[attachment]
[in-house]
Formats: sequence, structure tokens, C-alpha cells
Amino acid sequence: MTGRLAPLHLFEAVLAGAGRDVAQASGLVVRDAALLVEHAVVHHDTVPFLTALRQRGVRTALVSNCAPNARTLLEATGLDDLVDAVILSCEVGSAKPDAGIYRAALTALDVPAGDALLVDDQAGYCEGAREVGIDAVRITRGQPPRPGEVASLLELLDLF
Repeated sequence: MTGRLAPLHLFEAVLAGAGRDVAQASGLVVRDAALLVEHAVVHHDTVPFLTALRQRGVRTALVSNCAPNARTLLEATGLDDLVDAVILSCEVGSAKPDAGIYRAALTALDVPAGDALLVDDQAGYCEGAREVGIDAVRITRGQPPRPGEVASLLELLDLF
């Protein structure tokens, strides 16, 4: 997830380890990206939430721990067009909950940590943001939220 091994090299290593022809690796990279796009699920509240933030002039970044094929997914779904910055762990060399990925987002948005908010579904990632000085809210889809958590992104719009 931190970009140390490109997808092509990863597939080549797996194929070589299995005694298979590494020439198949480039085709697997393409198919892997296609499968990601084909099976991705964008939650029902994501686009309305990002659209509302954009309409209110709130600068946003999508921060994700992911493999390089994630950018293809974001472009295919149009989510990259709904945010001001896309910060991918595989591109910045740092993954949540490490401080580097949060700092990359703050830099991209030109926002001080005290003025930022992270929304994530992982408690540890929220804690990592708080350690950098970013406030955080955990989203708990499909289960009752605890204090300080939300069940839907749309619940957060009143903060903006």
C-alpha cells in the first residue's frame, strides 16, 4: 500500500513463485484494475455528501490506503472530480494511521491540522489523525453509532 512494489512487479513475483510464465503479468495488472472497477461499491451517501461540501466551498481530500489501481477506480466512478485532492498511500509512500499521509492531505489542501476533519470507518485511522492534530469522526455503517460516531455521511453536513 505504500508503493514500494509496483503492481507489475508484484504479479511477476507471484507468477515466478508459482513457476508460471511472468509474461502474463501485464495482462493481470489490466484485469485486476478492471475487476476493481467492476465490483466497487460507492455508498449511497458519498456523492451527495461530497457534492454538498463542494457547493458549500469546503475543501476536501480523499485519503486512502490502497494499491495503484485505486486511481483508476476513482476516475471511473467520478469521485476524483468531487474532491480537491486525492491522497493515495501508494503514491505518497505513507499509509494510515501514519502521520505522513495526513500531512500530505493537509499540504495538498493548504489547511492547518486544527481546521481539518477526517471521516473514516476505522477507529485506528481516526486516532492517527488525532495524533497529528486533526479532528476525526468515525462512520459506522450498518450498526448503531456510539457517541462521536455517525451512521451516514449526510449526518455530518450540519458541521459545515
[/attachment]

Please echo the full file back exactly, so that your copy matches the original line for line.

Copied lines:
[in-house]
Formats: sequence, structure tokens, C-alpha cells
Amino acid sequence: MTGRLAPLHLFEAVLAGAGRDVAQASGLVVRDAALLVEHAVVHHDTVPFLTALRQRGVRTALVSNCAPNARTLLEATGLDDLVDAVILSCEVGSAKPDAGIYRAALTALDVPAGDALLVDDQAGYCEGAREVGIDAVRITRGQPPRPGEVASLLELLDLF
Repeated sequence: MTGRLAPLHLFEAVLAGAGRDVAQASGLVVRDAALLVEHAVVHHDTVPFLTALRQRGVRTALVSNCAPNARTLLEATGLDDLVDAVILSCEVGSAKPDAGIYRAALTALDVPAGDALLVDDQAGYCEGAREVGIDAVRITRGQPPRPGEVASLLELLDLF
């Protein structure tokens, strides 16, 4: 997830380890990206939430721990067009909950940590943001939220 091994090299290593022809690796990279796009699920509240933030002039970044094929997914779904910055762990060399990925987002948005908010579904990632000085809210889809958590992104719009 931190970009140390490109997808092509990863597939080549797996194929070589299995005694298979590494020439198949480039085709697997393409198919892997296609499968990601084909099976991705964008939650029902994501686009309305990002659209509302954009309409209110709130600068946003999508921060994700992911493999390089994630950018293809974001472009295919149009989510990259709904945010001001896309910060991918595989591109910045740092993954949540490490401080580097949060700092990359703050830099991209030109926002001080005290003025930022992270929304994530992982408690540890929220804690990592708080350690950098970013406030955080955990989203708990499909289960009752605890204090300080939300069940839907749309619940957060009143903060903006």
C-alpha cells in the first residue's frame, strides 16, 4: 500500500513463485484494475455528501490506503472530480494511521491540522489523525453509532 512494489512487479513475483510464465503479468495488472472497477461499491451517501461540501466551498481530500489501481477506480466512478485532492498511500509512500499521509492531505489542501476533519470507518485511522492534530469522526455503517460516531455521511453536513 505504500508503493514500494509496483503492481507489475508484484504479479511477476507471484507468477515466478508459482513457476508460471511472468509474461502474463501485464495482462493481470489490466484485469485486476478492471475487476476493481467492476465490483466497487460507492455508498449511497458519498456523492451527495461530497457534492454538498463542494457547493458549500469546503475543501476536501480523499485519503486512502490502497494499491495503484485505486486511481483508476476513482476516475471511473467520478469521485476524483468531487474532491480537491486525492491522497493515495501508494503514491505518497505513507499509509494510515501514519502521520505522513495526513500531512500530505493537509499540504495538498493548504489547511492547518486544527481546521481539518477526517471521516473514516476505522477507529485506528481516526486516532492517527488525532495524533497529528486533526479532528476525526468515525462512520459506522450498518450498526448503531456510539457517541462521536455517525451512521451516514449526510449526518455530518450540519458541521459545515